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  1. #126
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    What does AM mean for wheels? I cannot find mentioned in the usual areas.

  2. #127
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    Quote Originally Posted by mmccurdy View Post
    What does AM mean for wheels? I cannot find mentioned in the usual areas.
    it means too heavy for XC and too wimpy for DH/freeride

  3. #128
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    Quote Originally Posted by Fuglio View Post
    it means too heavy for XC and too wimpy for DH/freeride
    Exactly. You know, what most people do.

  4. #129
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    Let me see if I can word this to fit what I mean so somebody can understand.
    If you see bike the "different" bike types for what they are...(different from one another)...and don't compare the "differences"...(just ride and enjoy the differences)..., you can enjoy them that way.
    when you begin to compare the differences...and prefer one over another,that's when one type might "die".
    ...in other words...it's all in the way you perceive the bikes.
    and yeah- sorry if this doesn't make sense. LOL
    Personally I like 'em all.
    roccowt.
    rocnbikemeld

  5. #130
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    Quote Originally Posted by mountainbiker24 View Post
    Exactly. You know, what most people do.
    What? What is it that most people do?.... 5 foot drops? Rollers? Square edge climbs?... the "Officail diffeniniton" hardley describes any sort of riding.... so what is an all mountain wheel set? It has to be defined by what it is not for. To weak for dh to heavy for xc..... PS everyone has thier own ideas on how low they want to set the bar for xc..... so in an effort to prop them selves up they talk down XC because by defintion the less xc encompases the more all mountain will include.... ill leave it to the experts where xc ends and all mountain begins

  6. #131
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    Is 26er a dying breed?

    Quote Originally Posted by zarr View Post
    Let me see if I can word this to fit what I mean so somebody can understand.
    If you see bike the "different" bike types for what they are...(different from one another)...and don't compare the "differences"...(just ride and enjoy the differences)..., you can enjoy them that way.
    when you begin to compare the differences...and prefer one over another,that's when one type might "die".
    ...in other words...it's all in the way you perceive the bikes.
    and yeah- sorry if this doesn't make sense. LOL
    Personally I like 'em all.
    Sorry can't resist:

    Name:  ImageUploadedByTapatalk1363025078.587821.jpg
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  7. #132
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    Quote Originally Posted by Fuglio View Post
    What? What is it that most people do?.... 5 foot drops? Rollers? Square edge climbs?... the "Officail diffeniniton" hardley describes any sort of riding.... so what is an all mountain wheel set? It has to be defined by what it is not for. To weak for dh to heavy for xc..... PS everyone has thier own ideas on how low they want to set the bar for xc..... so in an effort to prop them selves up they talk down XC because by defintion the less xc encompases the more all mountain will include.... ill leave it to the experts where xc ends and all mountain begins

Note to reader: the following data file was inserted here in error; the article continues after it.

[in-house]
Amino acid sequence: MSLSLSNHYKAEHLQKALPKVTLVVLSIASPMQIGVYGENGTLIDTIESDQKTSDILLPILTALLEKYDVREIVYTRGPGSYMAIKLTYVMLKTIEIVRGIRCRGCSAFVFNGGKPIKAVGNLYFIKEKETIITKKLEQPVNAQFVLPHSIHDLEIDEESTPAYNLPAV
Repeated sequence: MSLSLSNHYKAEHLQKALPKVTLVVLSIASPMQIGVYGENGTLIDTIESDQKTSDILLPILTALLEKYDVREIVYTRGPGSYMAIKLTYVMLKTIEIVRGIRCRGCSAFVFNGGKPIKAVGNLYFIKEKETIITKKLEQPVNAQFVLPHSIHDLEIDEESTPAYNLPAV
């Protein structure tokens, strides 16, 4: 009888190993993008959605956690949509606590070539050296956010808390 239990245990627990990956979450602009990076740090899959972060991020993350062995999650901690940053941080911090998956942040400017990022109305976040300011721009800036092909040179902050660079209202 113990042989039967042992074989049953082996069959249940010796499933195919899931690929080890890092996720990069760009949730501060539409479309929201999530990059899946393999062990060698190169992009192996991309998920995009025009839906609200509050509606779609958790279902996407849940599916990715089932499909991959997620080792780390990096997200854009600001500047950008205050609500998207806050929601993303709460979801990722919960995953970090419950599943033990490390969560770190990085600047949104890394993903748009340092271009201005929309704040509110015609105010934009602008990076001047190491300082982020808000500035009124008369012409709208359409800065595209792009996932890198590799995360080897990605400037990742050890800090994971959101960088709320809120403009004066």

Speak English? Why leave it up to the experts. It's your bike. You define how you use it. Also, I say that the average person rides harder than the cross-country rider and easier than a downhill racer, so yeah. Somewhere in the middle. Maybe not in the 5 foot drop or 20 foot gap area so much, but definitely somewhere in the middle. I don't know if I understood your rant or not, but whatever.

  8. #133
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    not sure what its like in murica but here in the uk 29ers are still very much a niche product apart from at xc races and 650b is almost non existant, ive never seen a tyre in the flesh at a shop let alone a whole bike. at a guess i'd say the 26" wheeled bikes outnumber the big wheelers on the trails by at least 50-1. I think its partly because of the type of riding here in the UK and partly because we tend to be far less prone to fall for the marketing hype.

  9. #134
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    Quote Originally Posted by b45her View Post
    at a guess i'd say the 26" wheeled bikes outnumber the big wheelers on the trails by at least 50-1.
    That's progress. Last time I was there it was like half of pennyfarthings.

  10. #135
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    Quote Originally Posted by mountainbiker24 View Post
    Speak English? Why leave it up to the experts. It's your bike. You define how you use it. Also, I say that the average person rides harder than the cross-country rider and easier than a downhill racer, so yeah. Somewhere in the middle. Maybe not in the 5 foot drop or 20 foot gap area so much, but definitely somewhere in the middle. I don't know if I understood your rant or not, but whatever.
    Where is the line between XC and "all mountain" ? I have a feeling some(you), would like to think an XC trail is just a dirt path. So an all mountain trail is a dirt path with a rock in the middle?

  11. #136
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    Is 26er a dying breed?

    Quote Originally Posted by b45her View Post